This postcard shows a view of the intersection between Main Street and Broadway Avenue, in The Square, Palmerston North. Visible are: C. Smith Draper; Dresden Piano Company; E Gascoigne: Grocer, Baker, Caterer; Barry Ironmonger; F.C. Hatch Porter; Red Bird Cycle Engineers.
This photograph appears to have been taken in Feilding and probably shows the members of an early Cycling Club. It is an interesting record of the kind of cycles and fashions of the 1890s.
Albert Cooksley Cycles, shop and workshop, was established c1910 at 3 Rangitikei Street. In the 1930s Albert Cooksley's son, L Cooksley, was also involved in the business.
The horse-drawn vehicles are standing outside the second All Saints Anglican Church, in use 1982-1914. Alongside the wooden church can be seen the former Borough Council building and in the distance is the distinctive wooden clock tower of the Occidental Hotel, which stood on the corner of Fitzherbert Avenue and The Square. Picnics were a common social activity and the annual church picnic an important event.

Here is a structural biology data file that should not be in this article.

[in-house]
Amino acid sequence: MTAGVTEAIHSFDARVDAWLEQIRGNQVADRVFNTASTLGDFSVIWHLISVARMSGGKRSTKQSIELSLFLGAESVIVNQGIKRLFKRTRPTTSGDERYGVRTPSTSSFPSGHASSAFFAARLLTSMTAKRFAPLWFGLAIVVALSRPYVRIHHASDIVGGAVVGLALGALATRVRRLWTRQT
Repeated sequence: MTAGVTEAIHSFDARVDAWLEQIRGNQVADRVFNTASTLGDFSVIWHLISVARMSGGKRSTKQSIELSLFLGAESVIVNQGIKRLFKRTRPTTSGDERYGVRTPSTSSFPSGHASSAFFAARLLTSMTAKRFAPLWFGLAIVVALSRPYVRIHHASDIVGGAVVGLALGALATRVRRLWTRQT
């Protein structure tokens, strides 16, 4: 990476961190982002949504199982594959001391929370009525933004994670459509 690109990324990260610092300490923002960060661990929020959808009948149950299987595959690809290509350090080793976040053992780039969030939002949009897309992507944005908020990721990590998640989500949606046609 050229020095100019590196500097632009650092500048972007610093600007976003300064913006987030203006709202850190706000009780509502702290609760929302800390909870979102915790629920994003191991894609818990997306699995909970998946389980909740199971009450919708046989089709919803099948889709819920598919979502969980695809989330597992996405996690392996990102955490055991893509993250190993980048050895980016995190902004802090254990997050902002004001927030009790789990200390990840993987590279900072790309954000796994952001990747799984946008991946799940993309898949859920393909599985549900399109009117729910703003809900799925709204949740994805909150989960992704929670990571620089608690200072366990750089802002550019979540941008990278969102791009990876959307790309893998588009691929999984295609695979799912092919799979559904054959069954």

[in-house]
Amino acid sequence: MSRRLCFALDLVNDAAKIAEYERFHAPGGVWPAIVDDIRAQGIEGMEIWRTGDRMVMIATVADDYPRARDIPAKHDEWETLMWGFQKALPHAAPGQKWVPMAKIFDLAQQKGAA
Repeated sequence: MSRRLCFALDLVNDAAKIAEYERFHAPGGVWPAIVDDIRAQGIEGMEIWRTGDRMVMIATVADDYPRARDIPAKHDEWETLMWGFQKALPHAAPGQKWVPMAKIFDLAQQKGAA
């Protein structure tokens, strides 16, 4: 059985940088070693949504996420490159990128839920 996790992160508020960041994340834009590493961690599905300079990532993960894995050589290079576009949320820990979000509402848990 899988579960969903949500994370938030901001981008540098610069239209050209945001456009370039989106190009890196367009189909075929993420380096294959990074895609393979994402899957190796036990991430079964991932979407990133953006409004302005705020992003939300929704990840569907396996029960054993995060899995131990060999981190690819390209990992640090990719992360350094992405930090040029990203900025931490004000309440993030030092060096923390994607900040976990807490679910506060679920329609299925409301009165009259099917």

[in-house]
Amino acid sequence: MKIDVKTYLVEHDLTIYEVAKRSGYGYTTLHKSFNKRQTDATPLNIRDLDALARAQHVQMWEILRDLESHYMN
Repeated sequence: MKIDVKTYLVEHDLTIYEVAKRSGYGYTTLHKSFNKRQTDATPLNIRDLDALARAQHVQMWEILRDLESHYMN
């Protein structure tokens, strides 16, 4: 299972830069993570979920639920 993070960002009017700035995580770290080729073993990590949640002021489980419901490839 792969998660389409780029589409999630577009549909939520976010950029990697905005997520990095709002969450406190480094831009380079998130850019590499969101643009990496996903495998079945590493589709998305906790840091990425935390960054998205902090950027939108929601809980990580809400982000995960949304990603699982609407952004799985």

In 1952, Palmerston North celebrated 75 years since being proclaimed a Borough. A parade of decorated floats was part of the week long celebrations. This float was entered by Palmerston North Cycle Retailers.
The Nonpareil Cycle and Motor Company was originally established in Ghuznee Street, Wellington. In November 1906 this company bought out the Palmerston North firm of Clarkson and Co. in order to establish its headquarters in Palmerston North. Messrs Eric Stanley & Charles Sydney Pees, proprietors, had a 2000 square foot show room outfitted on The Square. They went on to employ a staff of 25 people trading extensively through the North Island, with agencies in Foxton, Otaki and Shannon. They were agents for Premier and Centaur cycles, as well as promoting their own brand of cycle the 'Nonpareil'. To the right can be seen the Everybody's Theatre, later the Midland Hotel. Ernie Hind is 6th from left and Percy Coleman is 7th from left.